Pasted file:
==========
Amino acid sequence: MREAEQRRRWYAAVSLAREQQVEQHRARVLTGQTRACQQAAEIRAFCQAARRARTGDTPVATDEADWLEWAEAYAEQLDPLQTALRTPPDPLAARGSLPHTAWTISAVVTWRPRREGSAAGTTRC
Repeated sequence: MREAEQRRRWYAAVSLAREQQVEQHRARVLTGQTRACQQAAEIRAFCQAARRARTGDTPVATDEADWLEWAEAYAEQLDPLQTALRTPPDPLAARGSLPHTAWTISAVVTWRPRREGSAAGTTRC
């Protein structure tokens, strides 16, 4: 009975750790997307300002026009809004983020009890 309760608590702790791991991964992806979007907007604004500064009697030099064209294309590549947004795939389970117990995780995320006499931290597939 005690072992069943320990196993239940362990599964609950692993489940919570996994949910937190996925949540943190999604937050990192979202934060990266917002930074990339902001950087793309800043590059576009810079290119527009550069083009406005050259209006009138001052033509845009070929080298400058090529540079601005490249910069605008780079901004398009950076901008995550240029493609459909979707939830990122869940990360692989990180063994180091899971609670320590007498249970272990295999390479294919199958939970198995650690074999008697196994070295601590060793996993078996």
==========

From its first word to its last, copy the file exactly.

Amino acid sequence: MREAEQRRRWYAAVSLAREQQVEQHRARVLTGQTRACQQAAEIRAFCQAARRARTGDTPVATDEADWLEWAEAYAEQLDPLQTALRTPPDPLAARGSLPHTAWTISAVVTWRPRREGSAAGTTRC
Repeated sequence: MREAEQRRRWYAAVSLAREQQVEQHRARVLTGQTRACQQAAEIRAFCQAARRARTGDTPVATDEADWLEWAEAYAEQLDPLQTALRTPPDPLAARGSLPHTAWTISAVVTWRPRREGSAAGTTRC
């Protein structure tokens, strides 16, 4: 009975750790997307300002026009809004983020009890 309760608590702790791991991964992806979007907007604004500064009697030099064209294309590549947004795939389970117990995780995320006499931290597939 005690072992069943320990196993239940362990599964609950692993489940919570996994949910937190996925949540943190999604937050990192979202934060990266917002930074990339902001950087793309800043590059576009810079290119527009550069083009406005050259209006009138001052033509845009070929080298400058090529540079601005490249910069605008780079901004398009950076901008995550240029493609459909979707939830990122869940990360692989990180063994180091899971609670320590007498249970272990295999390479294919199958939970198995650690074999008697196994070295601590060793996993078996």